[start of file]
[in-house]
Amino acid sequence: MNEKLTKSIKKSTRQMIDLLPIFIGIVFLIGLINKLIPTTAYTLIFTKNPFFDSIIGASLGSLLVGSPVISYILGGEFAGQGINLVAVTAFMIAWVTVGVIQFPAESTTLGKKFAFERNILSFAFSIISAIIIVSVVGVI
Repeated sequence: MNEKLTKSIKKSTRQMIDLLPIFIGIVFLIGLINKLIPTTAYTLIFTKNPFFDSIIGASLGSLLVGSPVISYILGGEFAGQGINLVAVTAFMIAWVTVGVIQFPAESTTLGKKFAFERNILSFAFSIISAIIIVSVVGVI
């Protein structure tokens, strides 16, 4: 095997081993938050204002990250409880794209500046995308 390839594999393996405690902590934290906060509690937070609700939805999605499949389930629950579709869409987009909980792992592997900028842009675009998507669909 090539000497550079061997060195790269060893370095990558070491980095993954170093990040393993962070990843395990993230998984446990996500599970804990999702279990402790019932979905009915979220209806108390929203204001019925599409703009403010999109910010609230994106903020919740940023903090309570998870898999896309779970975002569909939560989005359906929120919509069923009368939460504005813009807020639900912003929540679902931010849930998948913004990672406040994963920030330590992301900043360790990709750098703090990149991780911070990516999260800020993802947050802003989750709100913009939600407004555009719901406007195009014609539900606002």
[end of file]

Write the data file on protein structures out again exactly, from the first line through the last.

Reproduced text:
[in-house]
Amino acid sequence: MNEKLTKSIKKSTRQMIDLLPIFIGIVFLIGLINKLIPTTAYTLIFTKNPFFDSIIGASLGSLLVGSPVISYILGGEFAGQGINLVAVTAFMIAWVTVGVIQFPAESTTLGKKFAFERNILSFAFSIISAIIIVSVVGVI
Repeated sequence: MNEKLTKSIKKSTRQMIDLLPIFIGIVFLIGLINKLIPTTAYTLIFTKNPFFDSIIGASLGSLLVGSPVISYILGGEFAGQGINLVAVTAFMIAWVTVGVIQFPAESTTLGKKFAFERNILSFAFSIISAIIIVSVVGVI
């Protein structure tokens, strides 16, 4: 095997081993938050204002990250409880794209500046995308 390839594999393996405690902590934290906060509690937070609700939805999605499949389930629950579709869409987009909980792992592997900028842009675009998507669909 090539000497550079061997060195790269060893370095990558070491980095993954170093990040393993962070990843395990993230998984446990996500599970804990999702279990402790019932979905009915979220209806108390929203204001019925599409703009403010999109910010609230994106903020919740940023903090309570998870898999896309779970975002569909939560989005359906929120919509069923009368939460504005813009807020639900912003929540679902931010849930998948913004990672406040994963920030330590992301900043360790990709750098703090990149991780911070990516999260800020993802947050802003989750709100913009939600407004555009719901406007195009014609539900606002």